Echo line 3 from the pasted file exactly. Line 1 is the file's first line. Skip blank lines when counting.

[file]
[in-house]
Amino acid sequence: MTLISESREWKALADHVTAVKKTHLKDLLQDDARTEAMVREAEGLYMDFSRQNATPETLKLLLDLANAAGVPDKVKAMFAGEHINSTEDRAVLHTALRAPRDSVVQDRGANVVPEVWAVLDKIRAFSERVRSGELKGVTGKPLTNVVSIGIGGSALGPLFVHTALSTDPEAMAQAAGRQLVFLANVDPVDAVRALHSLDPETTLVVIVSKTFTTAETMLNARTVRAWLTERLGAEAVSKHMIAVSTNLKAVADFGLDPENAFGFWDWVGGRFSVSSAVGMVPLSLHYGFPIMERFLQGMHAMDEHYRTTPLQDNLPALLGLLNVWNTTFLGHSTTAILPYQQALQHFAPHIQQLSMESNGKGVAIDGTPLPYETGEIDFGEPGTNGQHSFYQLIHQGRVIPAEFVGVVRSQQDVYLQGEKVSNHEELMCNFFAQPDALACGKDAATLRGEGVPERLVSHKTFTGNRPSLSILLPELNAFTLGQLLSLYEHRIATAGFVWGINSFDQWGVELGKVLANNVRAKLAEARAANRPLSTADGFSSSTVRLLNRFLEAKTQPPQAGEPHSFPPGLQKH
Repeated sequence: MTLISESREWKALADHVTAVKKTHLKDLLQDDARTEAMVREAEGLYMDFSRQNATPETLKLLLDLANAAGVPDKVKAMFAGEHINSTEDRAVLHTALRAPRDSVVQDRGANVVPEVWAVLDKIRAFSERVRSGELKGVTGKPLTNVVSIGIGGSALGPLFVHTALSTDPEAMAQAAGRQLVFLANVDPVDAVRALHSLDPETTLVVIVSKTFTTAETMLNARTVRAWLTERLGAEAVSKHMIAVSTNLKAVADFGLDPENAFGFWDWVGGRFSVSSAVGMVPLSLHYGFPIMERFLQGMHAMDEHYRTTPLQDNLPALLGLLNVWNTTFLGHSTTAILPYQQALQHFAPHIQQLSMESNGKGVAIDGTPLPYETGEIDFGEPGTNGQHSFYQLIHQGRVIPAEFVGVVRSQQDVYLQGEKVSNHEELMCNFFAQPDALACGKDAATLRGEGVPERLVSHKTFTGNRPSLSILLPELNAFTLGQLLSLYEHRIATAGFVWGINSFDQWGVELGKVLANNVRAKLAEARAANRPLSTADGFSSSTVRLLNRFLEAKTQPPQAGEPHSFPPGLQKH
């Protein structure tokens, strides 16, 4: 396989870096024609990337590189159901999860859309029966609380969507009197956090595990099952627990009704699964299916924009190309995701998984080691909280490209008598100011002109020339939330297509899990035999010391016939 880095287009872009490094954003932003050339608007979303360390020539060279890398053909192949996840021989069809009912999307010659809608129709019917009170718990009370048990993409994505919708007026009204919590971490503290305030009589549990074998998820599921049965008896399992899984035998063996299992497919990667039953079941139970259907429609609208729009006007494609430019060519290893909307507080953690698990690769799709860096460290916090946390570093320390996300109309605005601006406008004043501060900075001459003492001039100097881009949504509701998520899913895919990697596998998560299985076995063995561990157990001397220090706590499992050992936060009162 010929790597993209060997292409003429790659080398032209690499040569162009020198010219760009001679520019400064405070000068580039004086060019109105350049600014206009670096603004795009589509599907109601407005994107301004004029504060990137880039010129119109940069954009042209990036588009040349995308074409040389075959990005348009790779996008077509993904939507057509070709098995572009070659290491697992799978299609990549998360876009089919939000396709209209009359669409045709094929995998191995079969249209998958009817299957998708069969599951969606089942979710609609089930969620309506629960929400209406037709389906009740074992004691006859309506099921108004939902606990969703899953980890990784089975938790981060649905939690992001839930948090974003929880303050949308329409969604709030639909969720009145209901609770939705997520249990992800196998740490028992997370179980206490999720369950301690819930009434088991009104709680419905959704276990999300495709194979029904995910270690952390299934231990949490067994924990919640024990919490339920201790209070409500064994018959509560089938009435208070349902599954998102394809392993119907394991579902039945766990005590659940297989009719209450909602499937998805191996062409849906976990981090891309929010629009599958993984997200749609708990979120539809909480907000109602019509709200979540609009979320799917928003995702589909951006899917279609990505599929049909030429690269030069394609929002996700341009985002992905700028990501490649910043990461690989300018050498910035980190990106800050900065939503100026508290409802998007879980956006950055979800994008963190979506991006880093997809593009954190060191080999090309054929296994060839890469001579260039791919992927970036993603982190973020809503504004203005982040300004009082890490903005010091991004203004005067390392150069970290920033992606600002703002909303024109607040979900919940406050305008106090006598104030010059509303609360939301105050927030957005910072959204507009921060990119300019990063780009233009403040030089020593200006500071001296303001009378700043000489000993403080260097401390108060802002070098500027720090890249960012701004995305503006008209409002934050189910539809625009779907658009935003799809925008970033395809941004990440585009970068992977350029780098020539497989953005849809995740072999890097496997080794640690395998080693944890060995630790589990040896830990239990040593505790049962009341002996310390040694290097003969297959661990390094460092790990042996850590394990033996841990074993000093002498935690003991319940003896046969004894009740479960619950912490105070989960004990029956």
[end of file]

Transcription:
Repeated sequence: MTLISESREWKALADHVTAVKKTHLKDLLQDDARTEAMVREAEGLYMDFSRQNATPETLKLLLDLANAAGVPDKVKAMFAGEHINSTEDRAVLHTALRAPRDSVVQDRGANVVPEVWAVLDKIRAFSERVRSGELKGVTGKPLTNVVSIGIGGSALGPLFVHTALSTDPEAMAQAAGRQLVFLANVDPVDAVRALHSLDPETTLVVIVSKTFTTAETMLNARTVRAWLTERLGAEAVSKHMIAVSTNLKAVADFGLDPENAFGFWDWVGGRFSVSSAVGMVPLSLHYGFPIMERFLQGMHAMDEHYRTTPLQDNLPALLGLLNVWNTTFLGHSTTAILPYQQALQHFAPHIQQLSMESNGKGVAIDGTPLPYETGEIDFGEPGTNGQHSFYQLIHQGRVIPAEFVGVVRSQQDVYLQGEKVSNHEELMCNFFAQPDALACGKDAATLRGEGVPERLVSHKTFTGNRPSLSILLPELNAFTLGQLLSLYEHRIATAGFVWGINSFDQWGVELGKVLANNVRAKLAEARAANRPLSTADGFSSSTVRLLNRFLEAKTQPPQAGEPHSFPPGLQKH